A major problem prior to 1840 was the lack of any central authority to assert a rule of law, with Maori society divided into warring tribes under the rule of chiefs, with many slaves and an assumed right to attack others when some past wrong called for action. The power of those chiefs had to be broken in order to provide basic human rights to others. Only then could the lives of a great number of Maori be safe from sudden attack and slaughter, and slaves be free. ….
Before 1840 there was no peace. The Treaty brought British law and what the northern chiefs had sought in their letters of 1831 and 1835 – an end to intertribal war, cannibalism and slavery. That was only possible with the ending of chiefly rule and the assertion of a greater, national power. The supremacy of government asserted by the Treaty meant that there could be no claim under the Treaty for any disagreement with subsequent government actions…….
Any breaking of the law and rebellion is against the Treaty. Government then has the right, indeed the duty, to act. There can be no complaint of the application of British law, including declaration of martial law during an insurgency. Chiefs have no special authority and the removal of any such position cannot be claimed as a grievance….
There can be no ground for compensation under the Treaty for loss of chiefly power, loss of maritime domain or suchlike, and no ground for any inherited special powers such as statutory advisors, advisory committees and plans directing council actions. To do that is to contradict the Treaty and the equality promised to all New Zealanders as British subjects….
Settlements of claims supposedly based on Treaty of Waitangi grievances concern the funds, property and rights of every New Zealander, yet those agreements are made between iwi and the government away from any public gaze. There is no pretence of fairness, no recognition of the rights of all affected parties. Government calls itself the Crown as if it were separate from and apart from the people. This is a fiction. The process has nothing to do with the Crown through its New Zealand representative, the Governor-General. Negotiations then take place in secret as if this were purely a financial transaction between two private independent parties, which it is not. The result is a division of citizenship and political power, and the handing over of public goods, both property and money. All discussions on the process involve Maori only…..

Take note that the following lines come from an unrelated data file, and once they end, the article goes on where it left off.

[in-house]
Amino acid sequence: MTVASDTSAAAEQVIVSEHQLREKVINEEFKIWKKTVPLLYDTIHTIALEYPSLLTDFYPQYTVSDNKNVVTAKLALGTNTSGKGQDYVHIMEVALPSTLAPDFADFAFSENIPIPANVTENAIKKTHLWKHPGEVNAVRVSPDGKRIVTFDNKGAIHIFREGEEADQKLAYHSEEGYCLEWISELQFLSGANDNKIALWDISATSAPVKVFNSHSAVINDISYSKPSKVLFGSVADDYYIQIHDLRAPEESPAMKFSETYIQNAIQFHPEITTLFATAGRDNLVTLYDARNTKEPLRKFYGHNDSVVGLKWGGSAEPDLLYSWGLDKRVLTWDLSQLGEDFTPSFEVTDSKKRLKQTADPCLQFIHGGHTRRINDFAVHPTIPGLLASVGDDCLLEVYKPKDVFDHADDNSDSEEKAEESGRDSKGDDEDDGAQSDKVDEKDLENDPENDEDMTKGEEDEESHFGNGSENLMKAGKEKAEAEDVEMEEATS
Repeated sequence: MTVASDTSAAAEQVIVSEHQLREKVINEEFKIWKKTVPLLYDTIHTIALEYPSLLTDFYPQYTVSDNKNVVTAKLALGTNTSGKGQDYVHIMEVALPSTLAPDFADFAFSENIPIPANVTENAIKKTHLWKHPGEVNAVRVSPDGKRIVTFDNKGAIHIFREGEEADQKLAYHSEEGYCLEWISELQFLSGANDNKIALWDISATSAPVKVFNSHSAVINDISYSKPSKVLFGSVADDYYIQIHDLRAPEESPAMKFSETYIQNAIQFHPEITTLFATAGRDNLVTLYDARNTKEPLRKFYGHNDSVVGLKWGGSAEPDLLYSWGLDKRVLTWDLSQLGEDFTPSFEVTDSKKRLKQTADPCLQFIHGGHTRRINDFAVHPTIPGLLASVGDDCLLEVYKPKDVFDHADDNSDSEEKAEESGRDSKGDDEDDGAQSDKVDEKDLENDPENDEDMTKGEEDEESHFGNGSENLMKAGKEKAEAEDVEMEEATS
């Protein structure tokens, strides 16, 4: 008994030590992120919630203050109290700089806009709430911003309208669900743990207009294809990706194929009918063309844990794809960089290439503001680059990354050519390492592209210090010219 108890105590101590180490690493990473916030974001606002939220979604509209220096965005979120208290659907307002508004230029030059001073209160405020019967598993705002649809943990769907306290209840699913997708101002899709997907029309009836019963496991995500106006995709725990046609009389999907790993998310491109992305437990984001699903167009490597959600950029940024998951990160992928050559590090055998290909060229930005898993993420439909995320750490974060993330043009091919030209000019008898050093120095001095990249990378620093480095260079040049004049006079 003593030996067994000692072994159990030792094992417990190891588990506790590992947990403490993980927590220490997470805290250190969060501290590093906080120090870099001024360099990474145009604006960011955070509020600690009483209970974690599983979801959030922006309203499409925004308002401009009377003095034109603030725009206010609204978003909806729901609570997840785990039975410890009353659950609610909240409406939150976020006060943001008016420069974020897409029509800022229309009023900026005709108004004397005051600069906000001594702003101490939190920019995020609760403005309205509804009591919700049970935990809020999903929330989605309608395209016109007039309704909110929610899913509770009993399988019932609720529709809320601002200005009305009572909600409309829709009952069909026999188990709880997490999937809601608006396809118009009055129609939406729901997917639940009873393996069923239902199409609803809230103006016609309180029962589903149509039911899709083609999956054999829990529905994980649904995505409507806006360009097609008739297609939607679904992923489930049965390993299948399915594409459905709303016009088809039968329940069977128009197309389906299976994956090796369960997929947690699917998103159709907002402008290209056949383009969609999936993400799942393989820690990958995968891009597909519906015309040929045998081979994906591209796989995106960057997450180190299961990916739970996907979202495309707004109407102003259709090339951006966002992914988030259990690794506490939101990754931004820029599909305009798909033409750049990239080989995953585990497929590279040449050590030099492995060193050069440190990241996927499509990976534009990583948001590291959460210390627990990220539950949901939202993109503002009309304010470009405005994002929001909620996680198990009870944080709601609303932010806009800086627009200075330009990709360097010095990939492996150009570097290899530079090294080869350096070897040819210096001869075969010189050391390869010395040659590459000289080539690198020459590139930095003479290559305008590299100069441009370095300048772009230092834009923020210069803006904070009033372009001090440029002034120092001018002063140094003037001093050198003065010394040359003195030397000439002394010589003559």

The negotiations must be based on a defined grievance and a historic account setting that out clearly. This was not done (with this settlement). The historic account did not not exist back in 2009. In the words of Minister, Finlayson, it was “still to be agreed between the Crown and Ngati Toa”….I continued to press for this information and I wrote to the Minister, “The situation as I understand it is in contradiction to common sense and logic. Surely there would be no consideration of a settlement in the absence of a clearly specified wrong.” The reply made it clear that any such account would be written by the aggrieved party, about to profit from a settlement based on a biased interpretation, behind closed doors and AFTER the settlement is agreed……
Finlayson has stated clearly that the presentation of submissions at this hearing (of the Select Committee) is a mere formality as Bills such as this ‘stem from legal agreements which are already entered into’. As well as failing to follow correct procedure it is evident that this Minister has failed to set down the Crown case, in a true negotiation between two parties, each protecting its own interests. The part of the people has been vacant.
Onl;y you have the authority to tell this Minister that he must do his job properly – by turning down this Bill. Then he can either start again from the beginning, doing it properly that time, or drop the whole sorry mess. ….
Any position (overlordship of Cook Strait) was gained by attacking, killing, enslaving and driving out the inhabitants of these places A full and honest historical account would include reference to those casualties. …Ngati Toa wish to inherit grievance but refuse to acknowledge the inheritance of responsibility for that widespread mayhem. The scale of killing should be noted, with 1,600 killed in battle and twice that number (3,500) of women and children slain in these battles alone. These were acts of terrorism, of genocide and of ethnic cleansing. Back in those times this warfare might be considered as just part of Maori tikanga but it is monstrous that any position based on such war crimes should be accepted now – in 2013 – as justification for compensation.
You can download Dr Robinsons complete submission here: Download